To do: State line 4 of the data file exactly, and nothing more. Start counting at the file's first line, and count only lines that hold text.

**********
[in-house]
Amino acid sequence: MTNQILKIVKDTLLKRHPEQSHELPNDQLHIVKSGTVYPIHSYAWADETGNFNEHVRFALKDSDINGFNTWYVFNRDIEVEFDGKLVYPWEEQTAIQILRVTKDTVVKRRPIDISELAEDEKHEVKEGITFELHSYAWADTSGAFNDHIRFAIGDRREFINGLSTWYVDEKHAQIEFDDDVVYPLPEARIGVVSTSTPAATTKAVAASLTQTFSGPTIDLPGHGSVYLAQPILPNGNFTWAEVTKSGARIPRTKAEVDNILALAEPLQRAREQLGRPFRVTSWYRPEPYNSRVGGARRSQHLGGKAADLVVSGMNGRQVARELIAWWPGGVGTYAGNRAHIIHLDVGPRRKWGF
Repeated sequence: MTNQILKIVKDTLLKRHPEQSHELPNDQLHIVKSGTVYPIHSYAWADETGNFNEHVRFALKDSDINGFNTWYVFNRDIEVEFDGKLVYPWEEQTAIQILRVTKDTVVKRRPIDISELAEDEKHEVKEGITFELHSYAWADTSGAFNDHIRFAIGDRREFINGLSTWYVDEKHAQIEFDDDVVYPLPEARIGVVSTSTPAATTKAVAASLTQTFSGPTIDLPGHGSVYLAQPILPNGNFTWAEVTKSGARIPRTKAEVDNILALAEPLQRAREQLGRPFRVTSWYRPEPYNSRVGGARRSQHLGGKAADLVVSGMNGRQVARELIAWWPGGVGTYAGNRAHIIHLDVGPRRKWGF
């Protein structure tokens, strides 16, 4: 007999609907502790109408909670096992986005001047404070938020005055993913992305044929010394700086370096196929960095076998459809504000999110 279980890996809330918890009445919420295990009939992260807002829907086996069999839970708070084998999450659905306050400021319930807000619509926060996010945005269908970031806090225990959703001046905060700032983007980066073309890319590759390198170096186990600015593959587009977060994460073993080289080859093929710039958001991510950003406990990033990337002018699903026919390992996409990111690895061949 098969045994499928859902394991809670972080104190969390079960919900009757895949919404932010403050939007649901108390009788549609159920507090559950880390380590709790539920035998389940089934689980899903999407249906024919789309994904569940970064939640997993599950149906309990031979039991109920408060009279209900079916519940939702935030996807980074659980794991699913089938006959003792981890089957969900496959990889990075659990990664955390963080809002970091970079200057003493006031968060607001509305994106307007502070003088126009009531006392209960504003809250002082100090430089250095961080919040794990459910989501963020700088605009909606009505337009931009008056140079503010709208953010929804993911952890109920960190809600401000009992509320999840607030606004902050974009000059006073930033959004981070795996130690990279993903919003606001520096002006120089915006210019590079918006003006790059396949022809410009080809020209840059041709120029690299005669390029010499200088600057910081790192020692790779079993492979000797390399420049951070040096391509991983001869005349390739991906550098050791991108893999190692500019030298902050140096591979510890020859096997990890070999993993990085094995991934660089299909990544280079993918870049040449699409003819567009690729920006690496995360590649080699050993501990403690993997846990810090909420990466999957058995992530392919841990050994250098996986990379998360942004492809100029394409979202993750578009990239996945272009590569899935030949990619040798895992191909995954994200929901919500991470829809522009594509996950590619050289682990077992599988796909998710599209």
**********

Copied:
């Protein structure tokens, strides 16, 4: 007999609907502790109408909670096992986005001047404070938020005055993913992305044929010394700086370096196929960095076998459809504000999110 279980890996809330918890009445919420295990009939992260807002829907086996069999839970708070084998999450659905306050400021319930807000619509926060996010945005269908970031806090225990959703001046905060700032983007980066073309890319590759390198170096186990600015593959587009977060994460073993080289080859093929710039958001991510950003406990990033990337002018699903026919390992996409990111690895061949 098969045994499928859902394991809670972080104190969390079960919900009757895949919404932010403050939007649901108390009788549609159920507090559950880390380590709790539920035998389940089934689980899903999407249906024919789309994904569940970064939640997993599950149906309990031979039991109920408060009279209900079916519940939702935030996807980074659980794991699913089938006959003792981890089957969900496959990889990075659990990664955390963080809002970091970079200057003493006031968060607001509305994106307007502070003088126009009531006392209960504003809250002082100090430089250095961080919040794990459910989501963020700088605009909606009505337009931009008056140079503010709208953010929804993911952890109920960190809600401000009992509320999840607030606004902050974009000059006073930033959004981070795996130690990279993903919003606001520096002006120089915006210019590079918006003006790059396949022809410009080809020209840059041709120029690299005669390029010499200088600057910081790192020692790779079993492979000797390399420049951070040096391509991983001869005349390739991906550098050791991108893999190692500019030298902050140096591979510890020859096997990890070999993993990085094995991934660089299909990544280079993918870049040449699409003819567009690729920006690496995360590649080699050993501990403690993997846990810090909420990466999957058995992530392919841990050994250098996986990379998360942004492809100029394409979202993750578009990239996945272009590569899935030949990619040798895992191909995954994200929901919500991470829809522009594509996950590619050289682990077992599988796909998710599209």